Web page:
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dc.contributor.advisorCooper, Alfred W.
dc.contributor.advisorPieper, Ron J.
dc.contributor.authorGroen, Michael S.
dc.dateDecember 1995
dc.date.accessioned2013-04-29T22:49:37Z
dc.date.available2013-04-29T22:49:37Z
dc.date.issued1995-12
dc.identifier.urihttp://hdl.handle.net/10945/31317
dc.description.abstractSeveral models have been proposed to predict the minimum resolvable temperature difference (MRTD) performance of second generation thermal imaging systems (TIS) which incorporate staring focal plane arrays. It has been suggested that these models are not accurate for predicting the performance of second generation staring focal plane arrays which have severe phasing or sampling characteristics not amenable to linear modulation transfer function analysis. A second problem with these models is that they require a particular set of assumptions concerning the observer eye/brain recognition process, limiting their usefulness in the prediction of performance for systems that incorporate automatic target recognition (ATR) devices. In this thesis, a new model is presented for predicting the MRTD performance of second generation thermal imagers based on a minimum threshold input contrast, and a contrast reduction factor due to aliasing and blurring effects. The model makes no assumptions regarding the recognition process, which allows a separate threshold value to be defined for either a human or machine observer. The model incorporates aliasing concepts, and extends performance prediction beyond the nominal Nyquist rate of the system. The model's predictions are compared to the predictions of the current standard FUR92 model and measured laboratory results for two different staring focal plane array imagers. In both cases, the models's predictions match measured results more closely than the predictions of FLIR92.en_US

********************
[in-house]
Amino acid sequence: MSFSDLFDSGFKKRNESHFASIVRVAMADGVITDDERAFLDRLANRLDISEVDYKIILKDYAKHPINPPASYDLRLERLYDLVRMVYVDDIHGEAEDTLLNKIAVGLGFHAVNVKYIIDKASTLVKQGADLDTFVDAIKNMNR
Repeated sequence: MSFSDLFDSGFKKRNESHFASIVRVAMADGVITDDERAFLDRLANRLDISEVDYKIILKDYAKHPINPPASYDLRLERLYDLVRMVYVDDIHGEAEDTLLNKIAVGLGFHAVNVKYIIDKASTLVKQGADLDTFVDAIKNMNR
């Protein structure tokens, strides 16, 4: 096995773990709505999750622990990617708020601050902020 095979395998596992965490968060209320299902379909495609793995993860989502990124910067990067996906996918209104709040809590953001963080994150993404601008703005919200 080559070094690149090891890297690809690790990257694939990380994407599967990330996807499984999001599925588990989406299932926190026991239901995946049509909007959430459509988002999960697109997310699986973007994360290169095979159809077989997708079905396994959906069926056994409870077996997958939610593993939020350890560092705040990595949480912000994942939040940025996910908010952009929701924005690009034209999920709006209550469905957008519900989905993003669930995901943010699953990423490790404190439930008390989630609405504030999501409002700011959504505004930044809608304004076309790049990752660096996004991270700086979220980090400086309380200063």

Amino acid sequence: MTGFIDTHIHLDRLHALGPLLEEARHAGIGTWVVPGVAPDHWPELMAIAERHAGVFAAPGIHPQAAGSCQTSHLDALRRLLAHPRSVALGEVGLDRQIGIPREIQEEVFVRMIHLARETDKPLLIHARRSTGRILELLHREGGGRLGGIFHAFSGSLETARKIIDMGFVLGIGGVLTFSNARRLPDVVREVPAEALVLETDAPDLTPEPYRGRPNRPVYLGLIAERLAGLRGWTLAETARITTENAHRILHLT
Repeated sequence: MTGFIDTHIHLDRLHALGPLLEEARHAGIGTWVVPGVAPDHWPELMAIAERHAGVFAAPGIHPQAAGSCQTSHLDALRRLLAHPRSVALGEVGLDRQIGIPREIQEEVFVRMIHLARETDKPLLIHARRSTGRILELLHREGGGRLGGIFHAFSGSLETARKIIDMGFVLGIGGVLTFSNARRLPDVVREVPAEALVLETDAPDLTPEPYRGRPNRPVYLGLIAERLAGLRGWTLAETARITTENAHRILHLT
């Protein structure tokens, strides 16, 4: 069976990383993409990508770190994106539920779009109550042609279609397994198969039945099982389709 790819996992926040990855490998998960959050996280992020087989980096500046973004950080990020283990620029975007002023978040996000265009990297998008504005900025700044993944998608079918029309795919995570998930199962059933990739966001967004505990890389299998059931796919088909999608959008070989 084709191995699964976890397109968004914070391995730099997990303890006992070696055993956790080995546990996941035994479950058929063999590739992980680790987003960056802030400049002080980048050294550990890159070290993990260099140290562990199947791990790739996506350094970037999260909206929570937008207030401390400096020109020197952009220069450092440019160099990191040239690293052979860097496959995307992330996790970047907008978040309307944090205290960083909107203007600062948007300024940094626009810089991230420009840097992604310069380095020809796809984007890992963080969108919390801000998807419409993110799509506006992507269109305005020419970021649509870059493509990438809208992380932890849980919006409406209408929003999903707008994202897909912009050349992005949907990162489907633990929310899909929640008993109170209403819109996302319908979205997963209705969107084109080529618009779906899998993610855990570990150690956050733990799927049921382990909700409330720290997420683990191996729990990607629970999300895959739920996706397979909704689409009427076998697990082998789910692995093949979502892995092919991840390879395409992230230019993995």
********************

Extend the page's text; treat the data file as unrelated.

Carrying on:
dc.description.urihttp://archive.org/details/developmentndval1094531317
dc.format.extent160 p.en_US
dc.language.isoen_US
dc.publisherMonterey, California. Naval Postgraduate Schoolen_US
dc.rightsThis publication is a work of the U.S. Government as defined in Title 17, United States Code, Section 101. As such, it is in the public domain, and under the provisions of Title 17, United States Code, Section 105, may not be copyrighted.en_US
dc.titleDevelopment and validation of a second generation visibility-based model for predicting subjective and objective minimum resolvable temperature difference for staring thermal imaging systemsen_US
dc.typeThesisen_US
dc.contributor.departmentElectrical Engineering
dc.contributor.departmentApplied Science
dc.description.funderNAen_US
dc.description.recognitionNAen_US
dc.description.serviceU.S. Marine Corps (U.S.M.C.) author.en_US
etd.thesisdegree.nameM.S. in Electrical Engineeringen_US
etd.thesisdegree.nameM.S. in Applied Scienceen_US
etd.thesisdegree.levelMastersen_US
etd.thesisdegree.disciplineElectrical Engineeringen_US
etd.thesisdegree.disciplineApplied Scienceen_US
etd.thesisdegree.grantorNaval Postgraduate Schoolen_US


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